Fraser River - Tooth or Consequences
Making good neighbours of beavers
A nine-kilometre stretch of the Nicola River, a tributary of the Fraser, is
suffering from eroding banks and a loss of streamside vegetation. Some of the
problem stems from cattle that trample the banks.
If allowed free access to a river or stream, cattle will pollute the water and seriously
damage precious fish habitat. Industrious, tree-felling beavers are also serious culprits.
With few trees left for shade, and insect life reduced by the lack of vegetation, the
Nicola River fish have been endangered.
The Nicola River is undergoing revitalization. A 50-metre wide "riparian corridor" of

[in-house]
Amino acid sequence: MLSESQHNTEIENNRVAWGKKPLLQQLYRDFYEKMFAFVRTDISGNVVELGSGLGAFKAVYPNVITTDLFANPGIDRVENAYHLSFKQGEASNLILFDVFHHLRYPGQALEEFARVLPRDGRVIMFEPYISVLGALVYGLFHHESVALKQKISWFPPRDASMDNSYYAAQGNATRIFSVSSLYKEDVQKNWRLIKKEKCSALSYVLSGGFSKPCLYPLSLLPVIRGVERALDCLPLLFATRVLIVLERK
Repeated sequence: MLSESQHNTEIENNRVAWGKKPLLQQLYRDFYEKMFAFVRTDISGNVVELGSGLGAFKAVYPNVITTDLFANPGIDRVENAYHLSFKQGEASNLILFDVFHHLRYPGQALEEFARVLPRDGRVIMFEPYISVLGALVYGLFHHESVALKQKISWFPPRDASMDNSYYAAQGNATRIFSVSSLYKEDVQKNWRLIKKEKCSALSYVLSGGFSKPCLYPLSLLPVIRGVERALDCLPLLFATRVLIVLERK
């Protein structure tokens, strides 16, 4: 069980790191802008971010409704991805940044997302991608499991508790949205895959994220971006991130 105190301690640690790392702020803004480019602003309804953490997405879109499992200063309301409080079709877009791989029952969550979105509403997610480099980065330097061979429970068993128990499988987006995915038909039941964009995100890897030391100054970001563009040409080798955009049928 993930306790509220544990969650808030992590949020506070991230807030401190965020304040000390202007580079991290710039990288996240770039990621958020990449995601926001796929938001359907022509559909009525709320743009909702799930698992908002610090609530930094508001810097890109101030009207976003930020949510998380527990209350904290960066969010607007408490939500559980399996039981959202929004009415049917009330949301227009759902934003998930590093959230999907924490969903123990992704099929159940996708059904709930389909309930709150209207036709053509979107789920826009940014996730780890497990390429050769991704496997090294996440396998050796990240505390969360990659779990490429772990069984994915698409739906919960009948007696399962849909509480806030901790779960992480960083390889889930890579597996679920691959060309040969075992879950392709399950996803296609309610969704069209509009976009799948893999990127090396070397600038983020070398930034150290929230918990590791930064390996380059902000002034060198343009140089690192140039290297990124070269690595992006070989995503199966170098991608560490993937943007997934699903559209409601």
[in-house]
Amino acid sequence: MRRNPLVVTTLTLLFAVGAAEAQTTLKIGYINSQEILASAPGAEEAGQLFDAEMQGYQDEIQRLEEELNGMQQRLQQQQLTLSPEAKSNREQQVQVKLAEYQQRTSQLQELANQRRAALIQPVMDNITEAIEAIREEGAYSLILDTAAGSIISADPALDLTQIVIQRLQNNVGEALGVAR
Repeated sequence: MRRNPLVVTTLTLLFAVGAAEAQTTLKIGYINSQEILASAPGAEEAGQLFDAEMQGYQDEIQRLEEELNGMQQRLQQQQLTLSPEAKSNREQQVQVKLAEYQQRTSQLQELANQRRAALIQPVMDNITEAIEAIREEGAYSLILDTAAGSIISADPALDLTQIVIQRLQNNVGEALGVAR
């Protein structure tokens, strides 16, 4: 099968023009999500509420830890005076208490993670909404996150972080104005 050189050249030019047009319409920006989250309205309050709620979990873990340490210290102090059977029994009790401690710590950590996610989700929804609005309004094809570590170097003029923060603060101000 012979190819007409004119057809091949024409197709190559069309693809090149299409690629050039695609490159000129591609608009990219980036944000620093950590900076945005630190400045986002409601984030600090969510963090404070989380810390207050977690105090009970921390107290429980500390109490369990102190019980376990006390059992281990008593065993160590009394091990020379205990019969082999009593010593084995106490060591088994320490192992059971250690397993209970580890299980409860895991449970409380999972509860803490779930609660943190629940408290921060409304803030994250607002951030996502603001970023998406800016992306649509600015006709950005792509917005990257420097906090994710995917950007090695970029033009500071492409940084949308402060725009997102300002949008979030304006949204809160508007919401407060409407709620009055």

trees and vegetation is being planted along the river bank. Fences have been erected
to keep cattle away from the river. Cages have been placed around the trees to thwart
Eroding banks have been stabilized by the planting of cedar and pine trees. Insects
falling from the trees will, hopefully, adequately nourish and support the fish population.
Ranchers recognize that stable banks will save their grazing land from losses to erosion.
The attitude of the beavers is unknown.
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